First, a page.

COLETTE ALLEN reviews the Guildhall School of Music and Drama’s production of ‘The Crucible’.
Any school taking on ‘The Crucible’ does so in the knowledge that they take on one of the most reputable plays of the 20th Century. Arthur Miller’s portrayal of the 1692 Salam witch-trials drew much needed criticism toward the mass hysteria that took place under the Senator McCarthy’s Red Scare. It has been performed brilliantly in many schools as well as professional theatres, which mean that most observers already have a preconceived idea about direction. Productions therefore become subject to intense scrutiny, particularly at moments when politics feels especially unstable; in this context each and every action is judged by many criteria.
The Guildhall School of Music and Drama, performing at Milton Court between the 17th and the 21st of October, were well aware of this fact. Indeed, they lapped up the attention. Unfortunately, the result was an exaggerated performance that lost the subtlety of Miller’s poignant references. There is, I am sure, room for an interpretation that ‘the overacting captures the ridiculous drama of the McCarthy era’–but even my own high threshold for pretentious boloney shudders as I write that. Sometimes you just have to call out the ham.
If Samuel Blenkin was going for a suspiciously twitchy Reverend Parris, kudos. Yet in doing so he set a tone for the whole play to border on the ridiculous, which culminated in Rebecca Nurse’s (Katherine Laheen) feeble fall onto John Proctor (Caleb Roberts) as they walk to their death –‘I haven’t had breakfast’. Similarly, a simple set of exposed wooden beams and naked tree trunks sets the necessary small town tone; what was not needed was the commotion of these trees dancing during John Proctor’s courtroom breakdown. No doubt this was meant to symbolize that, at this point, everything we know to be true has been uprooted. Yet once again, the execution left the audience muttering rather than thinking.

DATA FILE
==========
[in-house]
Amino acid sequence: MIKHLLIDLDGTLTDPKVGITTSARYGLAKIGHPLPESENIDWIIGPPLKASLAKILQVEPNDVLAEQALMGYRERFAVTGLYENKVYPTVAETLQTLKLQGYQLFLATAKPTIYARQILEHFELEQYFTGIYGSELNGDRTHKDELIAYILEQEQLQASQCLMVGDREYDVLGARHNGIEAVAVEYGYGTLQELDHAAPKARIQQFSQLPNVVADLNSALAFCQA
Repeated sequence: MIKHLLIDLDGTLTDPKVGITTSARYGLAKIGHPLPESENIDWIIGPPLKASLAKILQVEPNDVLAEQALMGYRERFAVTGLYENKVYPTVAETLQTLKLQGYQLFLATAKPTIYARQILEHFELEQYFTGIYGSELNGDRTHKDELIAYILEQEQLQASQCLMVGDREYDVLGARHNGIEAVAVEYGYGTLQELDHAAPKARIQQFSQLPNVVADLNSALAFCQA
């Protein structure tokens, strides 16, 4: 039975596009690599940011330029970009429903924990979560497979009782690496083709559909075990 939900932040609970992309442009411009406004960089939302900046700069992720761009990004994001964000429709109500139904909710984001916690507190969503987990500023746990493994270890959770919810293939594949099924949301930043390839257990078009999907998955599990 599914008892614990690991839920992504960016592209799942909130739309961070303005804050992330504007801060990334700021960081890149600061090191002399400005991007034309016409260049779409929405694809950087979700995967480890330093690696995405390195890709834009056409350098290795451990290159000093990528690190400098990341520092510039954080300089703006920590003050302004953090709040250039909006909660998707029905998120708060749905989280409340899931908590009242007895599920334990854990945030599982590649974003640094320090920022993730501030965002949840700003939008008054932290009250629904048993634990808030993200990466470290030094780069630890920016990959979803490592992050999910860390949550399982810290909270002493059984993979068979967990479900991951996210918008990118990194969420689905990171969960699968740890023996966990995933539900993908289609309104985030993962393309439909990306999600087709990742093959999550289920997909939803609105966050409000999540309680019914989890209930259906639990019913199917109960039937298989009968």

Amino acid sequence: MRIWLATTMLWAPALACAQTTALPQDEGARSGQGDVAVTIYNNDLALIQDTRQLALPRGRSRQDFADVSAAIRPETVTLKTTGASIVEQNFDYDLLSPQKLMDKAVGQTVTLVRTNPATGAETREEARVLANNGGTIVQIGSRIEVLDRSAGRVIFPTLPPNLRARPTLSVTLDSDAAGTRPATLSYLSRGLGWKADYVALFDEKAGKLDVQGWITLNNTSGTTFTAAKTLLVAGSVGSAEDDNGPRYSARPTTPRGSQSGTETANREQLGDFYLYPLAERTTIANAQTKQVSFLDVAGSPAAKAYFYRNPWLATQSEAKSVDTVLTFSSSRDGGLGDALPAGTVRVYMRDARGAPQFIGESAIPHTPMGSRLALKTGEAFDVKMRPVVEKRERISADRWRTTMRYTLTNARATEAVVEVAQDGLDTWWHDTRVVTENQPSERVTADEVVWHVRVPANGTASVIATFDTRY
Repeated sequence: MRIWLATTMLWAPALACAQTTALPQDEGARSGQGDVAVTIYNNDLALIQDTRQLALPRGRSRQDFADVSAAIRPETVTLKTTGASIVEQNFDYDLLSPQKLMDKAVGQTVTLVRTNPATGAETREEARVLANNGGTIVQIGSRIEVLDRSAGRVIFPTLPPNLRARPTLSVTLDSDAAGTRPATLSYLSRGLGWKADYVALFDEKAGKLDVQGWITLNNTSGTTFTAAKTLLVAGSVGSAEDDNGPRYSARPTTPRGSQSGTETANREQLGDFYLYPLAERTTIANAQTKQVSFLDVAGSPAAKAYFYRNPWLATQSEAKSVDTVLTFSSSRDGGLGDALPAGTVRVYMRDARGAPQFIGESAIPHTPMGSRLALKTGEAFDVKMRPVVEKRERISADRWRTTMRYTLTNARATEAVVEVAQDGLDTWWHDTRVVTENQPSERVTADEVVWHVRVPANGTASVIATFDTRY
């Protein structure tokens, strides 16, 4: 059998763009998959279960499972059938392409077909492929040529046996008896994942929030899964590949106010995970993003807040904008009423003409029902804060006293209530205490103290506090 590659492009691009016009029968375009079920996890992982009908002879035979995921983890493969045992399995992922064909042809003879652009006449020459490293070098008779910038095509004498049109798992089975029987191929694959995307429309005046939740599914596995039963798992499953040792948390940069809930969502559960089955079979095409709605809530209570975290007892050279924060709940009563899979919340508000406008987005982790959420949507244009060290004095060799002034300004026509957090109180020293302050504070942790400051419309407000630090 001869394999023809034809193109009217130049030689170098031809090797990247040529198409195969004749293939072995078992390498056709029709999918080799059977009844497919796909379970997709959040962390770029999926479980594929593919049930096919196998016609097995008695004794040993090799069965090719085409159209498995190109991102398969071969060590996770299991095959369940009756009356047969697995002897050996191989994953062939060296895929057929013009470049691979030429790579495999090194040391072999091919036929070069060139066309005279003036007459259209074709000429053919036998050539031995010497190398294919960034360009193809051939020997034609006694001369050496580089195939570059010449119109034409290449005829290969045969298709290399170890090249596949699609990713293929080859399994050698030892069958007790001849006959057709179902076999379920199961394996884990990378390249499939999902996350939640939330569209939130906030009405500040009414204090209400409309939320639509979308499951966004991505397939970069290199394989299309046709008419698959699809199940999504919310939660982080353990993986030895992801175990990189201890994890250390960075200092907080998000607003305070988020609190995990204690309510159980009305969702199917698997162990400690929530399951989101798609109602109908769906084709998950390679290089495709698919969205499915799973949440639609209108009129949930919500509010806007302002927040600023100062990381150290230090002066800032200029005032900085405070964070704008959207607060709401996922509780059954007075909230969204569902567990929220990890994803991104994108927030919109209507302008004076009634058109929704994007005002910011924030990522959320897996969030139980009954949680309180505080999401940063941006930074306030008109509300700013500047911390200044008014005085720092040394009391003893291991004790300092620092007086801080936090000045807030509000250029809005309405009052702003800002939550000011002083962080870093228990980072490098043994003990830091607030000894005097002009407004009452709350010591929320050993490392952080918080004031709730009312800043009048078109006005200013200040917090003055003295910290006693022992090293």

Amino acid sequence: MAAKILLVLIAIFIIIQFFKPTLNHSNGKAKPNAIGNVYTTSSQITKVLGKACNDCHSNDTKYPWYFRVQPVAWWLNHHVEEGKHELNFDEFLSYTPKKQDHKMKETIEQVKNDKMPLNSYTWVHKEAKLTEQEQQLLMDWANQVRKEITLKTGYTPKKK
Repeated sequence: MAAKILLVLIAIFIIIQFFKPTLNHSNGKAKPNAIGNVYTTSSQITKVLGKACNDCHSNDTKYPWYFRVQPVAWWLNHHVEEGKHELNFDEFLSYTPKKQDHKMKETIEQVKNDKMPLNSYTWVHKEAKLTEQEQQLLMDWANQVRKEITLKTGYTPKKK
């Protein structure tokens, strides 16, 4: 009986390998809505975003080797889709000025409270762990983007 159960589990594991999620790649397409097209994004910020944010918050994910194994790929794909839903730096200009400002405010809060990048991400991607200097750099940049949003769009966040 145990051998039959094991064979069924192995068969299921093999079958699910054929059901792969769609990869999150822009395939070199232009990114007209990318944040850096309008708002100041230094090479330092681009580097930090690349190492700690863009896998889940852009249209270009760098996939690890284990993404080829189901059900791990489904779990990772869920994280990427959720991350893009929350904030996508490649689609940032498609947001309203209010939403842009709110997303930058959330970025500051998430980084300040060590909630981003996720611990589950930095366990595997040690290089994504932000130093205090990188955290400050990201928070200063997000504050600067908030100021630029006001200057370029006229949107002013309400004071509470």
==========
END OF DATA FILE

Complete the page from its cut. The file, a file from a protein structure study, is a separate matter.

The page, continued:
‘The Crucible’ itself is dramatic enough. Over-acting undermines its perceptive connotations. While stronger performances come from the likes of Lucie Fletcher, whose well-balanced adaptation of Abigail’s flip-flopping standards captured the period of the Hiss-Chambers trials that Miller wrote in. I am aware that to perceive this interpretation requires a fairly acute knowledge of 20th century American history, something others in the audience may not have shared. For them, most of Miller’s brilliant political allusions were lost as the performers, like those swept up in the witch-hunt, provoked each other to get more and more theatrical. Pronunciation was clear, but heightened the inexplainable random Somerset absents.
It is a particular shame that this representation was so weak given its timing in the run up to the US election in November. There are clear similarities between Joseph McCarthy’s blatant political lies and Donald Trump’s. What is more interesting, however, is the link of their hunt for a scapegoat. In many ways, Trump uses the Islamic issue in the same way McCarthy used the communist. A recent adaption of ‘The Crucible’ on Broadway has made the decision to set the whole performance in a modern context, perhaps wishing to capture the political parallels between Salam, McCarthism and (what hopefully wont be) Trumpism. From the impression given in their programme, I believe this was an angle the Guildhall was also trying to explore. Unfortunately it was by no means clear: there were far too many distractions.
It is a difficult time to take on such a political and well-known play; the steaks are so high due to the heightened political tensions particularly in America. I admire the Guildhall’s acceptance the challenge. However rather than using the drama of political life to their advantage, this production’s hysteria failed to feel credible.